How often do you check your e-mail? How about your voicemail? Some people check every e-mail as it comes in, while some don’t even have e-mail. How connected are you? And perhaps a more important question is, how do your connections serve your goals as a leader? Developing relationships is an essential part of leadership, and electronic communication can facilitate that process, making it easy to connect with a lot of people.
However, being constantly available in the short term can get in the way of long-term goals. I’m working on a new book this summer, and I’m very excited about it, but at difficult moments in the project I find myself turning to e-mail to see if anyone has contacted me in the last fifteen minutes. It’s disrupting my focus and slowing down my progress. Leaders must have time to think in order to be clear about their own purpose and direction, and e-mail can distract from this higher-level thinking. Leaders also need rest, and responding to the needs and requests of others continuously is tiring. And leaders who expect staff and others to constantly respond to their requests run the risk of wearing their followers out.
Maintaining the boundary between ourselves and others will help us sustain ourselves over time. Developing relationships with our followers will help us sustain our leadership over time. Both are important. How to manage the balance? It’s more of an art than a science, and it will be different for different leaders. One leader may never check his e-mail on vacation. Another may turn her cell phone off in the evenings. It’s important to figure out where your limits are.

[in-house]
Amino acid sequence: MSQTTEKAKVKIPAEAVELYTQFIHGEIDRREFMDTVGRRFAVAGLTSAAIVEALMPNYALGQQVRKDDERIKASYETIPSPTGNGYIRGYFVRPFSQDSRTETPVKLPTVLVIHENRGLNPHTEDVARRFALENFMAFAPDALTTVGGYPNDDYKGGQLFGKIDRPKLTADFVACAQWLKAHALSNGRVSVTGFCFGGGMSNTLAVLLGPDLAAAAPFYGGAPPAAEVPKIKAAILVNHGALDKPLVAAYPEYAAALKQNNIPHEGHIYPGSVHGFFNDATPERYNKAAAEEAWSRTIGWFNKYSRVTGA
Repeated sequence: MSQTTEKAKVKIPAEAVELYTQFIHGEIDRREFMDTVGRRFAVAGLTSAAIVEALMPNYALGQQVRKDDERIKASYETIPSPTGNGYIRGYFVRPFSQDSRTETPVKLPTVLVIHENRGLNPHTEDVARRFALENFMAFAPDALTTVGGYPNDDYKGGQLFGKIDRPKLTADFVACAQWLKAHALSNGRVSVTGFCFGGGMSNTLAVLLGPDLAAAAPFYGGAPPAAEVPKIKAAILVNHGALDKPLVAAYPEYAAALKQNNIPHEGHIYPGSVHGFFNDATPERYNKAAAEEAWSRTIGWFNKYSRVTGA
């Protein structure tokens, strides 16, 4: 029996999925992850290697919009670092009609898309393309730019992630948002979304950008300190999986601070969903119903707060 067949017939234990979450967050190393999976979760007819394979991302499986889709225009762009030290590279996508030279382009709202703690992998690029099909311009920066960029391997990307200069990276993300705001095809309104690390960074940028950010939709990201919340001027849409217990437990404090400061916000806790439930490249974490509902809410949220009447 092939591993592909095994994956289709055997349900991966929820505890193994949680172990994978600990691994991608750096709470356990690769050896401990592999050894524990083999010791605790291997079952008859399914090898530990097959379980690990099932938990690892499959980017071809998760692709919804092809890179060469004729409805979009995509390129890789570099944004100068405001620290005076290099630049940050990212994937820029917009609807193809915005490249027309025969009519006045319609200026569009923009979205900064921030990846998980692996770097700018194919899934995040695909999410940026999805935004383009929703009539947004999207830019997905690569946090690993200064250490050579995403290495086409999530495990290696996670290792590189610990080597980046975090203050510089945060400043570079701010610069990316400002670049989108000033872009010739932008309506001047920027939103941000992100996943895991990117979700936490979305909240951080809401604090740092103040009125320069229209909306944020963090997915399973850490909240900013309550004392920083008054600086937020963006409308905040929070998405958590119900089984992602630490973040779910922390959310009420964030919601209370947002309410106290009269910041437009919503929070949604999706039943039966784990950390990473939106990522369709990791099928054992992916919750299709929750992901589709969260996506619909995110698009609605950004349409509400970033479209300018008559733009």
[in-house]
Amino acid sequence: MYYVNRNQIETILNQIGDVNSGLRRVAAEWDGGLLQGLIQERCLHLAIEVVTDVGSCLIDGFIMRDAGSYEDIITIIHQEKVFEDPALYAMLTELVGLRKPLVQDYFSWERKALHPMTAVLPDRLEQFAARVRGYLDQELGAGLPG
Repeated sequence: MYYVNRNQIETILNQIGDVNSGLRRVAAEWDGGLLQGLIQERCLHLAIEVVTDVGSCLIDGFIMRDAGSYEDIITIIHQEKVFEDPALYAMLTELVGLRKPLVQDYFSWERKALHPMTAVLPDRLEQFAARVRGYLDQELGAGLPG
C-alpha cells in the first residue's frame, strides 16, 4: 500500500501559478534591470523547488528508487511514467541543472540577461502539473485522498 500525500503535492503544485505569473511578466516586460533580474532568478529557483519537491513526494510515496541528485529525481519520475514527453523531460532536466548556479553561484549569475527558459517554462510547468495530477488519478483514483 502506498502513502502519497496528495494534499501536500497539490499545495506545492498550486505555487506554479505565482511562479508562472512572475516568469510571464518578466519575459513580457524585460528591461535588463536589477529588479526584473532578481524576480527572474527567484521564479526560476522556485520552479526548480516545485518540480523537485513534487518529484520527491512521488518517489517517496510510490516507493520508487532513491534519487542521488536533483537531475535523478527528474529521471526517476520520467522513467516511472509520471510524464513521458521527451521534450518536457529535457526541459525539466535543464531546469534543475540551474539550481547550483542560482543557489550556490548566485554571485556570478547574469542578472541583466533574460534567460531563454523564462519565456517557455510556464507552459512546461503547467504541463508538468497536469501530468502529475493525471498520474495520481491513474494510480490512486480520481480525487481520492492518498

You may want to ask the question: which connections serve my goals, and which connections consume my attention randomly? This question is worth asking about people who want your attention in person as well as electronic communication. Setting limits with those who demand your attention is good for you and good for them. You may say, “I have fifteen minutes to give you now, and we can set a time later if you need more.”
Regulating your answers to calls and electronic communications can help lower your anxiety, too. How many times have you jumped to respond to an anxious e-mail and wished later you’d been more thoughtful? Mark Forster suggests answering e-mails and calls the next day, if possible, to avoid having your agenda constantly hijacked by others. Deciding whether and when to answer may make your responses more thoughtful.
Just as being overly available gets in the way of leadership goals, so does the opposite tendency. If you’d rather hide out than be available, you’ll find it hard to develop the kind of relationships that are essential for leadership. If no one can ever track you down, in person or electronically, they will find it hard to follow you. When anxiety is high, even if you’re an extrovert, you may find yourself avoiding people in your organization. But when things are bumpy, it’s even more important to stay in touch.
A strategy to build real connections with those you lead can help you be thoughtful about both face-to-face and electronic communications. Whether you thrive on e-mail and text messages or dread checking your voicemail, your interactions with your followers shape your leadership, and can help or hinder as you move toward your goals.